‘Under the rug:’ Sexual misconduct shakes FBI’s senior ranks – Times of India

WASHINGTON: An assistant FBI director retired after he was accused of drunkenly groping a female subordinate in a stairwell. Another senior FBI official left after he was found to have sexually harassed eight employees.
Yet another high-ranking FBI agent retired after he was accused of blackmailing a young employee into sexual encounters.
An Associated Press investigation has identified at least six sexual misconduct allegations involving senior FBI officials over the past five years, including two new claims brought this week by women who say they were sexually assaulted by ranking agents.
Each of the accused FBI officials appears to have avoided discipline, the AP found, and several were quietly transferred or retired, keeping their full pensions and benefits even when probes substantiated the sexual misconduct claims against them.
Beyond that, federal law enforcement officials are afforded anonymity even after the disciplinary process runs its course, allowing them to land on their feet in the private sector or even remain in law enforcement.
“They’re sweeping it under the rug,” said a former FBI analyst who alleges in a new federal lawsuit that a supervisory special agent licked her face and groped her at a colleague’s farewell party in 2017. She ended up leaving the FBI and has been diagnosed with post-traumatic stress disorder.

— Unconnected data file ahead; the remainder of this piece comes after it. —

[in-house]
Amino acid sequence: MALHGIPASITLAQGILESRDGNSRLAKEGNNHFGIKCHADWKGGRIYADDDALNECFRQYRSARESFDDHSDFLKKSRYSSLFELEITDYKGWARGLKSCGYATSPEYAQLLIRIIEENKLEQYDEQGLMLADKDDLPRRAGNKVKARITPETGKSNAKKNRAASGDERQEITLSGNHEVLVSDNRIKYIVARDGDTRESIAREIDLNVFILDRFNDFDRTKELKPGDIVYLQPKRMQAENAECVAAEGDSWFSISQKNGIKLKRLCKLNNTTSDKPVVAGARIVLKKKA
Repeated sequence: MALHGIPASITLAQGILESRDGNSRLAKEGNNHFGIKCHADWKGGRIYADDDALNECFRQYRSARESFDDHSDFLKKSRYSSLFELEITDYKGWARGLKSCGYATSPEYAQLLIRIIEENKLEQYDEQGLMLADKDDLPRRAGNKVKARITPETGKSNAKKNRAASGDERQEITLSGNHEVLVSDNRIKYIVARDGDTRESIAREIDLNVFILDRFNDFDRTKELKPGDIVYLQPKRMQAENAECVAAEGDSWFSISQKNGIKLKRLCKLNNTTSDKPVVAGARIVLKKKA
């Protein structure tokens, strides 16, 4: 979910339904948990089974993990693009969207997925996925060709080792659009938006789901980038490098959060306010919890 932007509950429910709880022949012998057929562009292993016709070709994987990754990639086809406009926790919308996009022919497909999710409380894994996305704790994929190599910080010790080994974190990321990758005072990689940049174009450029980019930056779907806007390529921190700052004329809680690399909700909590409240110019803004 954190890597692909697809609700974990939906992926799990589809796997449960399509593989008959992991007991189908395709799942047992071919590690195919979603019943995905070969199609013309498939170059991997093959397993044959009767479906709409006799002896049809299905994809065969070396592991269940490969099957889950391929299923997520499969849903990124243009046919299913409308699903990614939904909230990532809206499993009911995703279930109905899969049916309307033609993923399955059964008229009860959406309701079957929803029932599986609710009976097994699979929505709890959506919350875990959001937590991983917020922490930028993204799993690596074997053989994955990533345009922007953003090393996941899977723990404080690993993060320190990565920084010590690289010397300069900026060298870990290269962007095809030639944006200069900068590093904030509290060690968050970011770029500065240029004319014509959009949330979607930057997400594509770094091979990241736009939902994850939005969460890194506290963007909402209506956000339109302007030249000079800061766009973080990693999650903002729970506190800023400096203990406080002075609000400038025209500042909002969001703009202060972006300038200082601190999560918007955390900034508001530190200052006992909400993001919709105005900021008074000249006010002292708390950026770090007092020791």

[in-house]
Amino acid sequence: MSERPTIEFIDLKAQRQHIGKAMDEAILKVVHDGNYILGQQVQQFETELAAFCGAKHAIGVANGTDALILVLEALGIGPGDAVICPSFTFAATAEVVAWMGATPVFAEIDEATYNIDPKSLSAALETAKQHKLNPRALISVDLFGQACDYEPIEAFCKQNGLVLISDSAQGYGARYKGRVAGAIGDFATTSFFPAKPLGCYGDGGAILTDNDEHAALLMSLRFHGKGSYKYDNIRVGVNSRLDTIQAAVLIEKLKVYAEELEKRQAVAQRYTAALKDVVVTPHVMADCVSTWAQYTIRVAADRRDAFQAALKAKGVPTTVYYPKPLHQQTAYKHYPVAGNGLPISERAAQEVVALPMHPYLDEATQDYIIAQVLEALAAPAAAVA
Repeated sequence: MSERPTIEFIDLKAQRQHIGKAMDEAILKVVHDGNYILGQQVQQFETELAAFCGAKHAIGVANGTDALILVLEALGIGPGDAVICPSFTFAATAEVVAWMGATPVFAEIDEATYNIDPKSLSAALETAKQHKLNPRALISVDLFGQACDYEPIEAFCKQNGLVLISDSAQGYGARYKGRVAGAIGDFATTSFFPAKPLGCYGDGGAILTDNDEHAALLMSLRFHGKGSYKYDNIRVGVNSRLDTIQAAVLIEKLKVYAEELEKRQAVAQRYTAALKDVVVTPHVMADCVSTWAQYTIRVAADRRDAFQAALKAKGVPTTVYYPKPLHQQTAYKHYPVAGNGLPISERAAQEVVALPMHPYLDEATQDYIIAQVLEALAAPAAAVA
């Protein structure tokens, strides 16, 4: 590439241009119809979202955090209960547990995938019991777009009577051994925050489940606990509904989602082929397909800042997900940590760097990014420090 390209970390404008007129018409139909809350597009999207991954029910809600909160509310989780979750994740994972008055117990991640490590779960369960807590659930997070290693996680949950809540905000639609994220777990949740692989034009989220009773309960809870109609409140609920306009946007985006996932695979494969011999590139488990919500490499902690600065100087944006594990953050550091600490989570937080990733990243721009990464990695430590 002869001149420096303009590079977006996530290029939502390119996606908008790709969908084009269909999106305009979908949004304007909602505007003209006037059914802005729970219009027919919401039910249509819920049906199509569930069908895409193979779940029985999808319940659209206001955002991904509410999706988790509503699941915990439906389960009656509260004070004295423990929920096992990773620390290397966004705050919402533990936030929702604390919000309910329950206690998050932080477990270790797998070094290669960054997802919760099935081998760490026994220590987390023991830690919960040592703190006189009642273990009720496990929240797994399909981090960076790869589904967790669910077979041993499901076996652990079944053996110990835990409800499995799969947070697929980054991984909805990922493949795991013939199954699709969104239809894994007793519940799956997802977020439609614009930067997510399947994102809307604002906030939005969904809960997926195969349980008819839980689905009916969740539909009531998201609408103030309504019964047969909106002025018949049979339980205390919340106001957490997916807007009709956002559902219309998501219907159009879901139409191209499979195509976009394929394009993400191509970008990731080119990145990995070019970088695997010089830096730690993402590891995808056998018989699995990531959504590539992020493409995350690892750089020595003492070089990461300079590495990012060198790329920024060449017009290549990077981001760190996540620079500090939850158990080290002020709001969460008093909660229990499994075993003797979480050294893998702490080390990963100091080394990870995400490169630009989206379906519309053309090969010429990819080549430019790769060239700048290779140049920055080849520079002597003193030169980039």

“As the premier law enforcement organization that the FBI holds itself out to be, it’s very disheartening when they allow people they know are criminals to retire and pursue careers in law enforcement-related fields,” said the woman, who asked to be identified in this story only by her first name, Becky.
The AP’s count does not include the growing number of high-level FBI supervisors who have failed to report romantic relationships with subordinates in recent years — a pattern that has alarmed investigators with the Office of Inspector General and raised questions about bureau policy.
The recurring sexual misconduct has drawn the attention of Congress and advocacy groups, which have called for whistleblower protections for rank-and-file FBI employees and for an outside entity to review the bureau’s disciplinary cases.
“They need a #MeToo moment,” said U.S. Rep. Jackie Speier, a California Democrat who has been critical of the treatment of women in the male-dominated FBI.
“It’s repugnant, and it underscores the fact that the FBI and many of our institutions are still good ol’-boy networks,” Speier said. “It doesn’t surprise me that, in terms of sexual assault and sexual harassment, they are still in the Dark Ages.”
In a statement, the FBI said it “maintains a zero-tolerance policy toward sexual harassment” and that claims against supervisors have resulted in them being removed from their positions while cases are investigated and adjudicated.
It added that severe cases can result in criminal charges and that the FBI’s internal disciplinary process assesses, among other factors, “the credibility of the allegations, the severity of the conduct, and the rank and position of the individuals involved.” (AP)

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